[24] The δ13C-CR was assigned based on three lines of evidence. First, laboratory incubations of FLUDEX vegetation and soils indicated that early stages of soil decomposition were associated with isotopic fractionation (εCR) of +2‰ to +3‰ [Baril, 2001; Boudreau, 2000; Oelbermann and Schiff, 2008, J. J. Venkiteswaran, unpublished data, 2000]. Second, long-term field studies show isotopic fractionation during decomposition of vegetation and soils has εCR values around +1‰ to +2‰ [Nadelhoffer and Fry, 1988; Fogel and Cifuentes, 1993]. Third, the DOC intermediates produced during decomposition, which can be subsequently converted to DIC, have the same δ13C value as the vegetation or soils [Ferguson, 2000] (δ13C-DOC measured in reservoirs was −27.4 ± 0.4‰, mean ± SD, n = 94, all reservoirs, all years). Thus, the δ13C-CR was assigned a value of −27‰, slightly higher than measured values of vegetation and soil δ13C (−30‰ to −27‰; Table S3). If the δ13C-CR assigned is marginally overestimated, then estimates of CR are maxima and NPP are minima.

[25] NPP is associated with an isotopic fractionation (εPP) of about −19‰ between newly fixed C and the source C where CO2 is not limiting [Hecky and Hesslein, 1995] such as in these reservoirs. The δ13C-CO2 used by NPP was calculated from measured DIC concentration, pH, temperature, and δ13C-DIC. The calculated δ13C-NPP values were compared with measured δ13C of periphyton (Table S1).

[26] Different microbial pathways produce CH4 with different δ13C-CH4 values. Methyl-type fermentation has isotope fractionation of −35‰ to −25‰ between source compounds and CH4 [Whiticar, 1999]. Whereas CH4 produced via CO2 reduction has isotopic fractionation more negative than −55‰. Thus, δ13C-CH4 of unoxidized CH4 in the flooded soils can be used to infer the dominant microbial pathway. Furthermore, the amount of CH4 oxidation that occurred subsequent to production can be calculated using a Rayleigh equation [Clark and Fritz, 1997] and the observed δ13C-CH4 of the remaining CH4 (δresidual) if both the δ13C-CH4 prior to oxidation (δunoxidized) can be measured and the CH4 oxidation isotopic fractionation (εMO) is known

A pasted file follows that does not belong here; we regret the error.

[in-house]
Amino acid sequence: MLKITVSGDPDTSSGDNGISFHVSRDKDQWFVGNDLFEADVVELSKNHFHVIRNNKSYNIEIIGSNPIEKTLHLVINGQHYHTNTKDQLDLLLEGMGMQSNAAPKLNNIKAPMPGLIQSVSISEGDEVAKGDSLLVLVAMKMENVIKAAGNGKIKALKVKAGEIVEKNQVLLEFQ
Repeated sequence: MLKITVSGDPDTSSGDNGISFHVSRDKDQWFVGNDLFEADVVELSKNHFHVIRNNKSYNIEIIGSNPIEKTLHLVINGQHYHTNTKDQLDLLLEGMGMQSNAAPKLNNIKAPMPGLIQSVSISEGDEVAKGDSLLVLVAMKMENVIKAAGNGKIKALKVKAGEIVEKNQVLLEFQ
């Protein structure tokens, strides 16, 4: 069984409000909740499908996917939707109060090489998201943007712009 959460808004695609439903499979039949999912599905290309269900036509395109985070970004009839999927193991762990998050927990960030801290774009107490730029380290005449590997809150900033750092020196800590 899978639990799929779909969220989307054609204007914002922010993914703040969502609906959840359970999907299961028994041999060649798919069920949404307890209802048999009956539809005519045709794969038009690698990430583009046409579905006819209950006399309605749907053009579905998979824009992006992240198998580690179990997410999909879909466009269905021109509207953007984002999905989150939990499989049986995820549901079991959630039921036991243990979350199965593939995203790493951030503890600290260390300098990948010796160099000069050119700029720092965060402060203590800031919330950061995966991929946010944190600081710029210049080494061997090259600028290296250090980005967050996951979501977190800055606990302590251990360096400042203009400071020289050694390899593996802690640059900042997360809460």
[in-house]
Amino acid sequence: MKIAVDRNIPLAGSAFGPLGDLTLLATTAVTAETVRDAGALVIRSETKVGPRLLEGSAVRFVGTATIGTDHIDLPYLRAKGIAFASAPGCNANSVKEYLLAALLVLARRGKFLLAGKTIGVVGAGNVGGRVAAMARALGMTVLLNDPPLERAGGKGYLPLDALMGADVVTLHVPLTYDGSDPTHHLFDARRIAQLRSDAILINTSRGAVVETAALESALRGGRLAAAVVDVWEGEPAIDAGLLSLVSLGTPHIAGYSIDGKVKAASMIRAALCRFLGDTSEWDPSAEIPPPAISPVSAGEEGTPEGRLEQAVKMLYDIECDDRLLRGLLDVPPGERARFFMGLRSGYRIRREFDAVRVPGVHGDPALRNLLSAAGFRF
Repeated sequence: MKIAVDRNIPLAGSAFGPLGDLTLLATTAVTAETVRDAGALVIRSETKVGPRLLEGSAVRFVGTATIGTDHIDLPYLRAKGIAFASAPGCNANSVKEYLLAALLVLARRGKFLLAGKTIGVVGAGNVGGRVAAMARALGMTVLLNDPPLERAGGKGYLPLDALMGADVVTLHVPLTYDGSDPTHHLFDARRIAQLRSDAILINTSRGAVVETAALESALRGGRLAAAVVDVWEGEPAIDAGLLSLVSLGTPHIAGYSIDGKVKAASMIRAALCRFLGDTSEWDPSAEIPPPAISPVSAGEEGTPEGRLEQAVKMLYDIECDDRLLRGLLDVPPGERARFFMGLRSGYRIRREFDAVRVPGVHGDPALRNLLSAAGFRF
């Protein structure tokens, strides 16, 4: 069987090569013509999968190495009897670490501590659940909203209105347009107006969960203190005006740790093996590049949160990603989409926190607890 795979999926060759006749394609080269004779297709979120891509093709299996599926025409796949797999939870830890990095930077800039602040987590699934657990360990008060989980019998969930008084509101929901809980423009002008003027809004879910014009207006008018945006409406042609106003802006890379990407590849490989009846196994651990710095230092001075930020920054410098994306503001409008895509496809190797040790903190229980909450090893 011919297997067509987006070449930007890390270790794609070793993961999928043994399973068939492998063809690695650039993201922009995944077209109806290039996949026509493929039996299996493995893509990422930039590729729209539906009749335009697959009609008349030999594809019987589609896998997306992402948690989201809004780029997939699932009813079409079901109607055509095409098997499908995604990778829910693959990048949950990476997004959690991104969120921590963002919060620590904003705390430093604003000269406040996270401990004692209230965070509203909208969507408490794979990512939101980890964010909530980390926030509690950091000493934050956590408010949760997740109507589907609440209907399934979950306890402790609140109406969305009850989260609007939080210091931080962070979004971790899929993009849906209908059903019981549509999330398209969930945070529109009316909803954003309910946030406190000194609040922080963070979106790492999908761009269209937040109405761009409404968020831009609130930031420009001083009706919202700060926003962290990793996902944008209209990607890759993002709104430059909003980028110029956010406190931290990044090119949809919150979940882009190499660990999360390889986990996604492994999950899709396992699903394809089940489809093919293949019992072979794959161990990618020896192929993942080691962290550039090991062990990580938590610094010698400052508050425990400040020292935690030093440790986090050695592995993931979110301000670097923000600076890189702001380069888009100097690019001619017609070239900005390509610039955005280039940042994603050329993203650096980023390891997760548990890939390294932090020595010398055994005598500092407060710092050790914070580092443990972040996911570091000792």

display math(5)

[27] The measured water column δ13C-CH4 values and calculated annual net δ13C-CH4 production values from isotope-mass budgets were used as values for the partially oxidized CH4 (δresidual). Anoxic pore water provided the most representative source of unoxidized CH4 (δunoxidized) and was measured throughout the flood season with the permanently installed profilers. Although a wide range for εMO has been reported [cf. Whiticar, 1999] (on average about −10‰, but as low as −30‰), incubations of methanotrophs from the FLUDEX reservoirs yielded εMO within a narrow range (High C reservoir, −13.9‰ at 22°C and −12.5‰ at 30°C; Medium C reservoir, −14.3‰ at 22°C and −14.0‰ at 30°C [Venkiteswaran and Schiff, 2005]).

[28] While there are non-Rayleigh methods of estimating CH4 oxidation that use open systems, steady state supply of production, and branch point assumptions [e.g., Chanton et al., 2009; Kankaala et al., 2007; Monson and Hayes, 1980], given the fully oxic water column and evidence of CH4 oxidation in the shallow subsurface, the Rayleigh approach is a good, though not perfect, approximation of flooded soil processes in FLUDEX.

Error Assessment

[29] Potential error on the rates of CR and NPP was assessed by changing the δ13C values assigned to CR and NPP by ±1‰ (a range >2SD of δ13C-DIC measurements and comparable to reasonable estimates of uncertainty in the end-member values). These adjustments yielded an average of ±70 kg C ha−1 in both CR and NPP. This error was comparable to the errors associated with other budget items such as concentrations, gas exchange, and volumetric measurements of inflow and outflow water [cf. Matthews et al., 2005] and about half of average NPP values. Similarly, potential error on the fraction of CH4 oxidized was assessed by adjusting the δ13C-CH4 value of unoxidized CH4 by ±2‰ (2SD of the measured pore water values) and ±1‰ on εMO (2SD uncertainties). This produced a range of 5 percentage points around the estimates of the fraction of CH4 oxidized.

Results and Discussion

[30] DIC and CH4 were produced in all three reservoirs in all 5 years as a result of the flooding of upland forest soils. Net DIC and CH4 production varied over the 5 years, as did the relative importance of processes contributing to net DIC and CH4 production (Figures 13 and Tables S2S4). DIC concentrations in the inflow from Roddy Lake were similar every year (134 ± 26 µmol L−1, mean ± 1SD, n = 80; Table S1 and Figure S2). Catchment input was only important in the High C reservoir (8–40% of total DIC inputs depending on year) because only this reservoir had a significant area of upslope catchment. DIC concentration of High C catchment input was 690 ± 140 µmol L−1 (geometric mean ± 1SD, n = 16). Reservoir outflow DIC concentrations varied greatly (110–590 µmol L−1, all reservoirs, all years) and were always greater than inflow DIC concentrations measured on the same day even though the residence time of the water in the reservoirs was short (6–9 days). Therefore, DIC production was substantial within all reservoirs in all 5 years.